I’ve been thinking a lot about Dale’s post about managers needing to appreciate the work. Appreciation isn’t enough, unless I’ve misunderstood Dale’s post about John Levy‘s quote.
To be an effective manager, you have to understand how the work is organized, how to prioritize the work, how to assign the work, how to give people feedback about their work, and how to manage the risks inherent in that work. If you manage project managers, you need to understand the variety of project lifecycles and coach your project managers on when to select which lifecycle. If you’re a development manager, you need to understand how risks can prevent you from accomplishing the work, or when certain people are not capable of taking on a certain design or problem-solving effort. If you’re a test manager, you need to understand which test techniques are most appropriate under which circumstances. If you’re a mid-level manager with responsibility for several groups, you need to understand how each group’s work contributes to the entire work product(s) you have responsibility for.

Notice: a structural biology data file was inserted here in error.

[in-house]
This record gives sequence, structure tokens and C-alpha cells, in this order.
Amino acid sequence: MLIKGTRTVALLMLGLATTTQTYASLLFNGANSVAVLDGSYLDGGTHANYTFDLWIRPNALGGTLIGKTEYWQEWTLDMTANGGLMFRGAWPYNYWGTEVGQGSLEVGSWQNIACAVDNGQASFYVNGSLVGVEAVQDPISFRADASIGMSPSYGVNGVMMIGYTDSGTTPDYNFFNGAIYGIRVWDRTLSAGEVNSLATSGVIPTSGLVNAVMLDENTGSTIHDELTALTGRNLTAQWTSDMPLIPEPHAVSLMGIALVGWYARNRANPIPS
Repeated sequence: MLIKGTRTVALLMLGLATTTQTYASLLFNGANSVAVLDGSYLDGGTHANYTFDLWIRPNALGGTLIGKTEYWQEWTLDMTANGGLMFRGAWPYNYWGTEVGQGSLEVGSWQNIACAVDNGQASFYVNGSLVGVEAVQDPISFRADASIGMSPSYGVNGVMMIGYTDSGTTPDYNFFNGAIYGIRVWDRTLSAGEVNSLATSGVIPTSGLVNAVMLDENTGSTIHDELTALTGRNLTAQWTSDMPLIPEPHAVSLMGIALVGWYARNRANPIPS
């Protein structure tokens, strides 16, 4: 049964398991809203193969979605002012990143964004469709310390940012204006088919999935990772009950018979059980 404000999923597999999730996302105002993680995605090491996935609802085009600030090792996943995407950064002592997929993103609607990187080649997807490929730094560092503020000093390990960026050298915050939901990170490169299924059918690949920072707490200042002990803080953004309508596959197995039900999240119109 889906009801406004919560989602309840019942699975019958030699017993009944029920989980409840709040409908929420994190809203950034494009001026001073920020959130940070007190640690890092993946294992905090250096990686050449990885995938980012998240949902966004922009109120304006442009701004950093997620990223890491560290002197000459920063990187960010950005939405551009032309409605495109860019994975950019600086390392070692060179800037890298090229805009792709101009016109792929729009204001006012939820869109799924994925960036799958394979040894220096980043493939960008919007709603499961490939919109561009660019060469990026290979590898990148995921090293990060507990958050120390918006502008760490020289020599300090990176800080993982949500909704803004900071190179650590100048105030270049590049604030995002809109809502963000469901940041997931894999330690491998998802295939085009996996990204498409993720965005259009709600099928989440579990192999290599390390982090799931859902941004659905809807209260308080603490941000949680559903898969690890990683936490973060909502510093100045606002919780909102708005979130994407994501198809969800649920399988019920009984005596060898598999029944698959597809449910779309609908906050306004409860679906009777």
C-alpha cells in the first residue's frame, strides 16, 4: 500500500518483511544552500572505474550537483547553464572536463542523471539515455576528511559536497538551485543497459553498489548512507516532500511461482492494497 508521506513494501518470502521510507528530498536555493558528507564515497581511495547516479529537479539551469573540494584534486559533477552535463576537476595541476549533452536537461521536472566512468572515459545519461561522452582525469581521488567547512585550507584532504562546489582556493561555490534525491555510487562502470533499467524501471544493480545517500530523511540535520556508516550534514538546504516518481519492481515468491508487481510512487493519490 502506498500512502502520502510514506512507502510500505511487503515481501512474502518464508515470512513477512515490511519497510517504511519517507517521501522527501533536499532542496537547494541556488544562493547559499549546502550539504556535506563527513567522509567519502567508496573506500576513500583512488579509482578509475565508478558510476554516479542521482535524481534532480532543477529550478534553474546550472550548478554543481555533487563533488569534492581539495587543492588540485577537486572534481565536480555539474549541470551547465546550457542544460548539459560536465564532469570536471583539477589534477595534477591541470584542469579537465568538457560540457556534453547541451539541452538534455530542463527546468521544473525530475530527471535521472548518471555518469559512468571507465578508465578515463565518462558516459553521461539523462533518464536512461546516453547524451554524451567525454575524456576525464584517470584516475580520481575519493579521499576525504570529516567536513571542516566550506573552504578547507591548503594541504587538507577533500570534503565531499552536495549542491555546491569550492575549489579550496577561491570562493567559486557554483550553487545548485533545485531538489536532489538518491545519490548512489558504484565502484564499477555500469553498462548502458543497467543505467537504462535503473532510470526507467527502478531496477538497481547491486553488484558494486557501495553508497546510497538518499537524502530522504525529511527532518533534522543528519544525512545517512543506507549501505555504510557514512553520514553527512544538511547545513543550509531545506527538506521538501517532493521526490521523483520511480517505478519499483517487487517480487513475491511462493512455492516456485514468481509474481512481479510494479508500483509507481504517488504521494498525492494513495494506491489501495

Maybe this is what Levy meant as appreciation, but it’s more than simple appreciation; it’s understanding of the dynamics of the function(s) or project you’re managing. But it’s not the ability to perform the work. You don’t have to be able to manage projects or write code or develop tests; you have to understand the tradeoffs and handoffs people make, and for that you need to be able to not just appreciate the technical work; you need to understand the dynamics of the technical work so you can speak the language of your technical staff.